At lift off, the shuttle burns over 1000 gallons of liquid propellants and 20,000 pounds of solid fuel every second to generate nearly seven and a half million pounds of thrust. What does all this sound like? This video is shot from the solid rocket booster perspective and here’s what it would look and sound like if you were able to ride the shuttle while sitting on one of the rocket boosters.
It’s fascinating to watch the speed increase to 2963 mph and the rocket reach the 28 miles height when the Solid Rocket Boosters (SRB) separate and tumble back to Earth. Soon thereafter, at the 5:04 mark, the External Tank (ET) separates and we watch it fall back and splash into the ocean. From travelling at more than 2000 mph, parachutes deploy at around 210 mph [6:47] and the ET finally splashes into the sea at around 50 mph [7:22]. Then it just floats there waiting for recovery — and the cameras keep ticking and you can see one of the SRB fall into the sea nearby. [wikipedia]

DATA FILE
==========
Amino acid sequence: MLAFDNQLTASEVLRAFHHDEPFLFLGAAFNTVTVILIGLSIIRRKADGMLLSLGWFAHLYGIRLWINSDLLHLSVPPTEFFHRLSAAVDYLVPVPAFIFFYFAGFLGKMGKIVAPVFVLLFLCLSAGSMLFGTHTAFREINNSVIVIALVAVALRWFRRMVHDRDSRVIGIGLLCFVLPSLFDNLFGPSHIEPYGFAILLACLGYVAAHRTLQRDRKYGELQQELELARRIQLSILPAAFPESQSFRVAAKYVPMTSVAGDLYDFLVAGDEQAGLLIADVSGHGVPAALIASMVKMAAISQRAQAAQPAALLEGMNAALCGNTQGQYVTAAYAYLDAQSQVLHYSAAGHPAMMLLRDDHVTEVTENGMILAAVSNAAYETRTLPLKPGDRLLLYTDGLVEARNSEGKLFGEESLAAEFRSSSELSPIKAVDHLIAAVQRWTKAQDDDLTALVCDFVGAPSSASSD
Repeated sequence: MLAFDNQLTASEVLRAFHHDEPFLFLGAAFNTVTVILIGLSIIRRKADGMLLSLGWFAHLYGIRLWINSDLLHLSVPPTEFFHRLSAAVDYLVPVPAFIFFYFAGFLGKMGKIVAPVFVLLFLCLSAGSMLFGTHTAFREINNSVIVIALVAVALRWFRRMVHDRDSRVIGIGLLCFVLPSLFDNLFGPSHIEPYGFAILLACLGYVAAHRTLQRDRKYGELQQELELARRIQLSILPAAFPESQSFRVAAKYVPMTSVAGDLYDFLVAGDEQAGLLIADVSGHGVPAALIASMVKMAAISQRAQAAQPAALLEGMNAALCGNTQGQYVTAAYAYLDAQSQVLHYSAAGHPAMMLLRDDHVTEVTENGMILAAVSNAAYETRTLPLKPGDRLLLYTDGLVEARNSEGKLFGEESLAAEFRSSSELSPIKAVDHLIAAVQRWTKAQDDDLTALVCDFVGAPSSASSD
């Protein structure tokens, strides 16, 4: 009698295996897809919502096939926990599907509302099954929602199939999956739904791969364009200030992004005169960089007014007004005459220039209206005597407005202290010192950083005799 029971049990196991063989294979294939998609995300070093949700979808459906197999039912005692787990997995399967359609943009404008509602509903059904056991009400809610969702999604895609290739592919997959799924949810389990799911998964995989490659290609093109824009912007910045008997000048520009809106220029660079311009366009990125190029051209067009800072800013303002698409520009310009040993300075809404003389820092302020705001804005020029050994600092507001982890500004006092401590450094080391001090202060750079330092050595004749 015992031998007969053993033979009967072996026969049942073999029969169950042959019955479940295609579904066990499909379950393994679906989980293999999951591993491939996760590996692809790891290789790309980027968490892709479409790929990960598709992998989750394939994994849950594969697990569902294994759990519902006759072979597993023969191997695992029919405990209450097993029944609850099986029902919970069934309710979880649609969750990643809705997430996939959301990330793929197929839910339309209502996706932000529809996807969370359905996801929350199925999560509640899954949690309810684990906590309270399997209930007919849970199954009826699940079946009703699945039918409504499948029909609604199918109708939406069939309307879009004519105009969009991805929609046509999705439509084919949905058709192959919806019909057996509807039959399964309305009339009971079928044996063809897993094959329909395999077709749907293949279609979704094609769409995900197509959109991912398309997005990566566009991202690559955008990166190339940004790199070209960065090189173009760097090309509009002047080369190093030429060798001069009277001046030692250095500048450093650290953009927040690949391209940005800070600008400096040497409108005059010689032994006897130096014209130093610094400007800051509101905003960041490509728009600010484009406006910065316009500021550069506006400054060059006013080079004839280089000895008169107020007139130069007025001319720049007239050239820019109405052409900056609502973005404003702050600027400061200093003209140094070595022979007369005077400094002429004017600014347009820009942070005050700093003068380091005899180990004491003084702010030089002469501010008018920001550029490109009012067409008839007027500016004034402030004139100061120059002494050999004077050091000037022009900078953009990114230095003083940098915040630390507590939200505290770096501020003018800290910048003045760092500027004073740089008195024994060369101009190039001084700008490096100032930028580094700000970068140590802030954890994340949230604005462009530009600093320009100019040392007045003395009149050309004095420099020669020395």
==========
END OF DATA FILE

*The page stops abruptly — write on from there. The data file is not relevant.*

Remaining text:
This video will feature in the upcoming Special Edition Ascent: Commemorating Space Shuttle DVD/BluRay to pay tribute to the shuttle program:
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